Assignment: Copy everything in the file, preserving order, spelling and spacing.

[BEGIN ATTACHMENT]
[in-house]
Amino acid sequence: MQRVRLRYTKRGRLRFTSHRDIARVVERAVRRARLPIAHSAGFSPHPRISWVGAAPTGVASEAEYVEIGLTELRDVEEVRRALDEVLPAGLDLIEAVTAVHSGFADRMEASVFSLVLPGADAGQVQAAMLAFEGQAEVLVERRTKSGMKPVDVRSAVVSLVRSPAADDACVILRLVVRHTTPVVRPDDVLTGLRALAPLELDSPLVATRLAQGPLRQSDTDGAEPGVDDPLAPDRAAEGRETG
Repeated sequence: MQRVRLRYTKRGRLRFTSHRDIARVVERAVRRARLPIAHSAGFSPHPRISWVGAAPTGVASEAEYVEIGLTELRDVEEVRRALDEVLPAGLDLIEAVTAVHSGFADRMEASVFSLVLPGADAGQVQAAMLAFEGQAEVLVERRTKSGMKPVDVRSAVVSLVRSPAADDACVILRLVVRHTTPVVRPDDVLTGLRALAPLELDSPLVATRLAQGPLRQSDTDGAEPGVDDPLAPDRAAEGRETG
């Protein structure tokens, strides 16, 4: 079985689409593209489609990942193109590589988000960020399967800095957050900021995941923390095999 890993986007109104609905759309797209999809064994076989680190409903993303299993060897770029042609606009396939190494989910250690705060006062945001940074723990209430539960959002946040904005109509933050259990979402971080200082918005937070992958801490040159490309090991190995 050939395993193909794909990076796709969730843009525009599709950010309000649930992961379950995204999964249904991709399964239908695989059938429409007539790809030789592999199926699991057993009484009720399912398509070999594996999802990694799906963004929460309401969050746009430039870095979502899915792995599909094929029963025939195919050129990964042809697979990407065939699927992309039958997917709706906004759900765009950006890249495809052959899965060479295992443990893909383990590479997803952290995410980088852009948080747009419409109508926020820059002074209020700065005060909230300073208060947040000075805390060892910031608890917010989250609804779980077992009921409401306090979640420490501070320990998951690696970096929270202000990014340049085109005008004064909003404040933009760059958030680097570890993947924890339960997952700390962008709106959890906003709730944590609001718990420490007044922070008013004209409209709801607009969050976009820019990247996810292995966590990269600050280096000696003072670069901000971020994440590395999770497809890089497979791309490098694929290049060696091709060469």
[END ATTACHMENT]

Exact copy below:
[in-house]
Amino acid sequence: MQRVRLRYTKRGRLRFTSHRDIARVVERAVRRARLPIAHSAGFSPHPRISWVGAAPTGVASEAEYVEIGLTELRDVEEVRRALDEVLPAGLDLIEAVTAVHSGFADRMEASVFSLVLPGADAGQVQAAMLAFEGQAEVLVERRTKSGMKPVDVRSAVVSLVRSPAADDACVILRLVVRHTTPVVRPDDVLTGLRALAPLELDSPLVATRLAQGPLRQSDTDGAEPGVDDPLAPDRAAEGRETG
Repeated sequence: MQRVRLRYTKRGRLRFTSHRDIARVVERAVRRARLPIAHSAGFSPHPRISWVGAAPTGVASEAEYVEIGLTELRDVEEVRRALDEVLPAGLDLIEAVTAVHSGFADRMEASVFSLVLPGADAGQVQAAMLAFEGQAEVLVERRTKSGMKPVDVRSAVVSLVRSPAADDACVILRLVVRHTTPVVRPDDVLTGLRALAPLELDSPLVATRLAQGPLRQSDTDGAEPGVDDPLAPDRAAEGRETG
């Protein structure tokens, strides 16, 4: 079985689409593209489609990942193109590589988000960020399967800095957050900021995941923390095999 890993986007109104609905759309797209999809064994076989680190409903993303299993060897770029042609606009396939190494989910250690705060006062945001940074723990209430539960959002946040904005109509933050259990979402971080200082918005937070992958801490040159490309090991190995 050939395993193909794909990076796709969730843009525009599709950010309000649930992961379950995204999964249904991709399964239908695989059938429409007539790809030789592999199926699991057993009484009720399912398509070999594996999802990694799906963004929460309401969050746009430039870095979502899915792995599909094929029963025939195919050129990964042809697979990407065939699927992309039958997917709706906004759900765009950006890249495809052959899965060479295992443990893909383990590479997803952290995410980088852009948080747009419409109508926020820059002074209020700065005060909230300073208060947040000075805390060892910031608890917010989250609804779980077992009921409401306090979640420490501070320990998951690696970096929270202000990014340049085109005008004064909003404040933009760059958030680097570890993947924890339960997952700390962008709106959890906003709730944590609001718990420490007044922070008013004209409209709801607009969050976009820019990247996810292995966590990269600050280096000696003072670069901000971020994440590395999770497809890089497979791309490098694929290049060696091709060469």